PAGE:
Constructed by the Works Progress Administration (WPA) during the New Deal, the Stone Castle is currently still in use. This stadium is a reminder of the post-World War II era, another time when high school football received top billing around the state.

Situated on the campus of Tennessee High School in Bristol, the Stone Castle Stadium opened on October 8, 1936. First known as the Bristol Municipal Stadium, the Stone Castle is constructed of coarse rubble limestone from another WPA project at nearby Beaver Creek, the stadium seats approximately 6,000 and features most of the original Medieval Gothic details. Its unique corner towers, arched entries, and crenellated walls clearly make the Stone Castle the most architecturally significant stadium in Tennessee.

Seeing the Stone Castle again makes me remember my own years of high school and MY senior year. Our football team was state champ that year, I ironed my hair to make it straight and my favorite music was soul plus Neil and Eric, Bette and Elton. (Still is.) It was an exciting time. 

My grandad help build it, my brother was a starting football player within it’s stone walls, and now my keeper nephew just graduated. MVP. Soccer. Honor Society. Good Person.

Only nephew, class 2007, is product of his own hard work plus effective and loving parents, caring grandparents, hardworking great grands, and so far back that records are scarce being near the beginning of our very country.  So many generations choosing these very hills and valleys for their home.

So much of which to be proud. Like being hugged by your roots. And now only nephew will be starting over. Starting over as a graduate from a castle in Tennessee where the spirits of generations before him will forever be his support.







PS. Nephew’s graduation presents included (among others) the newest Blackberry and a hand made quilt from his grandmother (my mom). Appropriate mixture of the old and the new technology!

Warm wishes until next post!


Rebel Barn, Pride or Hate?

May 15, 2007


My Liza came home with this disturbing photo today.  What is this rebel flag suppose to be saying to us?  Is it “southern pride” or is it “state’s rights” or is it some kind of backward racial comment made by someone clearly still residing in another time?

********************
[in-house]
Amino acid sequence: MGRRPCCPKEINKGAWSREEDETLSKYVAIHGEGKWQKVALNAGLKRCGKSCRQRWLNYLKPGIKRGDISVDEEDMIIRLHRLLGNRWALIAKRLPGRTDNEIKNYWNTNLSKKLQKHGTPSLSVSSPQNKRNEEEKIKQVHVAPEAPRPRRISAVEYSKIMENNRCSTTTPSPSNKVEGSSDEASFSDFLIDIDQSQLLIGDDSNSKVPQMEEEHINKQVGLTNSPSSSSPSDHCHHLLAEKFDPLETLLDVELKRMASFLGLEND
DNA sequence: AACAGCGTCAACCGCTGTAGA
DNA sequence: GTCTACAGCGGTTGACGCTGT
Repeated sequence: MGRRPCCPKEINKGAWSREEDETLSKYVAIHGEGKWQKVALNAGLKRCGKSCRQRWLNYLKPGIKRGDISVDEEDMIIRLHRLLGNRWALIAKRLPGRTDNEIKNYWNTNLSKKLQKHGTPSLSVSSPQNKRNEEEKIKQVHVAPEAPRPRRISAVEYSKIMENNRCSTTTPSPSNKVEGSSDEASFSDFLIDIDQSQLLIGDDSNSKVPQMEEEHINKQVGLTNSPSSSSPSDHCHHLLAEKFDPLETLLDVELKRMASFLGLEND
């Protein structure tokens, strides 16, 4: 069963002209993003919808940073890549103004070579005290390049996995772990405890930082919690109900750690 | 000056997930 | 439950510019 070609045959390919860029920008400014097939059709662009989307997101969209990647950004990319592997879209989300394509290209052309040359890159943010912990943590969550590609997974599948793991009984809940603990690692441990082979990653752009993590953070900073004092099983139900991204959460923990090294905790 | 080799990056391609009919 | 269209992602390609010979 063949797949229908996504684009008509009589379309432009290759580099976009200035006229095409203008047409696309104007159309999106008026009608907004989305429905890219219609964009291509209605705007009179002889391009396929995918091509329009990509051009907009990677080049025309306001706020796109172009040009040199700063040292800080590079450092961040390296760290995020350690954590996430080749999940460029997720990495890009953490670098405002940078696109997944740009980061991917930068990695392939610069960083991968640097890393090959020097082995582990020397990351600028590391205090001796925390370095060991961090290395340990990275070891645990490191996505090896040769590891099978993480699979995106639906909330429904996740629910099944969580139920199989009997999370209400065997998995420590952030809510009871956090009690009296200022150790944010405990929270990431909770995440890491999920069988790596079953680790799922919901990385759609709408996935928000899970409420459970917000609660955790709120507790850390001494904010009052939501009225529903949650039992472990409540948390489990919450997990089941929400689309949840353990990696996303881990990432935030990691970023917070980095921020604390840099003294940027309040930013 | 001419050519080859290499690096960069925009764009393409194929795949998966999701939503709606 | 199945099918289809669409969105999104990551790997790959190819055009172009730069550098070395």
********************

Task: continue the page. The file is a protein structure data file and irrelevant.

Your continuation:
As a white female boomer born in the south, I am very proud of most things southern. Love my Mama and my family and my southern musical heritage. Love Tennessee Pride sausage gravy and homemade biscuits almost as much as a nice thick authentic southern accent. I call everyone “Y’all”. I love the climate: the four seasons of the Applalachian mountains, the tropical flavor of South Florida, the historical architecture of Savannah and the diversity of New Orleans and Atlanta. And I like the weather too.

I decided a long time ago that I would travel everywhere, but would not reside west of the Mississippi River nor north of Virginia. I am a southern girl. This doesn’t mean I am proud of every page of my southern history book.

Having said that, I am also a product of the sixties. I beleived Mr. King. Racial bigotry is the same to me as any other hate based thinking involving discrimination. Whether against women, gays, minority races, or religious/secular groups, it is all the same. I have always beleived that a lack of mutal respect for other humans and/or a lack of education must be behind this kind of narrow (if you are not like me then you must be wrong) thinking.

I am a product of Key West’s ONE HUMAN FAMILY philosophy.

So what does this rebel flag emblem suppose to mean to me? Or should it exist at all?


10 Things To Do Without Technology

May 9, 2007


Know anyone that still uses one of these?

My Liza came home with this shot in her camera and we both giggled at this old technology.  What did we ever do before cell phones, ipods, computers, video games, and the like?  Here is a list of 10 things we could still do without any of our modern technological advances:

1. Visit a library for the aroma of knowledge and read a book.

2. Stroll through a park or garden. Or plant your own garden.

3. Take a bubble bath, complete with candles and music. (Transitor radio)

4. Visit that friend you know needs you. Just listen.

5. Study the stars on a cloudless night.

6. Kiss someone. Pass out hugs.

7. Play with your pet. Or your guitar. OK just sing!

8. Be still. Meditate. Nap.

9. Write a letter. (Remember, with pen and paper?)

10. Count your blessings.

Just a little reminder of simpler times. What else would you add to my list of technology exempt activities?

Warm wishes. anitamorrell.wordpress.com